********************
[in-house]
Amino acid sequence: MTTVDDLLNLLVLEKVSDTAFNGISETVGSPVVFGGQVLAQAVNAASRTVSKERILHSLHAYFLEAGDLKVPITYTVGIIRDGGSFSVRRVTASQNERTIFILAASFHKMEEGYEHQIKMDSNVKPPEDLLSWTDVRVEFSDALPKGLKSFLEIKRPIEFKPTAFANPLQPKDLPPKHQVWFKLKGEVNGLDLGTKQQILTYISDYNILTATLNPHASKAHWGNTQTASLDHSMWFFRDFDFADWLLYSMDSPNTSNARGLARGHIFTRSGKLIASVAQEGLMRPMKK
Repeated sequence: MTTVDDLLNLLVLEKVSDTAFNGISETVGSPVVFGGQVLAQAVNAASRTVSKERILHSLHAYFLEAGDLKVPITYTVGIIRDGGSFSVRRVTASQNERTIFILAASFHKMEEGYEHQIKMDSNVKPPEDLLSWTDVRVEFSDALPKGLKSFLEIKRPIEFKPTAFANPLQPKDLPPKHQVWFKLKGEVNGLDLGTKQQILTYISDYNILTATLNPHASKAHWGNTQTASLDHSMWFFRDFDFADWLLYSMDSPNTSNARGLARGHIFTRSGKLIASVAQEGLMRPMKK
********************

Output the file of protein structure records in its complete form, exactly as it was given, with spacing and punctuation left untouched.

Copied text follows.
[in-house]
Amino acid sequence: MTTVDDLLNLLVLEKVSDTAFNGISETVGSPVVFGGQVLAQAVNAASRTVSKERILHSLHAYFLEAGDLKVPITYTVGIIRDGGSFSVRRVTASQNERTIFILAASFHKMEEGYEHQIKMDSNVKPPEDLLSWTDVRVEFSDALPKGLKSFLEIKRPIEFKPTAFANPLQPKDLPPKHQVWFKLKGEVNGLDLGTKQQILTYISDYNILTATLNPHASKAHWGNTQTASLDHSMWFFRDFDFADWLLYSMDSPNTSNARGLARGHIFTRSGKLIASVAQEGLMRPMKK
Repeated sequence: MTTVDDLLNLLVLEKVSDTAFNGISETVGSPVVFGGQVLAQAVNAASRTVSKERILHSLHAYFLEAGDLKVPITYTVGIIRDGGSFSVRRVTASQNERTIFILAASFHKMEEGYEHQIKMDSNVKPPEDLLSWTDVRVEFSDALPKGLKSFLEIKRPIEFKPTAFANPLQPKDLPPKHQVWFKLKGEVNGLDLGTKQQILTYISDYNILTATLNPHASKAHWGNTQTASLDHSMWFFRDFDFADWLLYSMDSPNTSNARGLARGHIFTRSGKLIASVAQEGLMRPMKK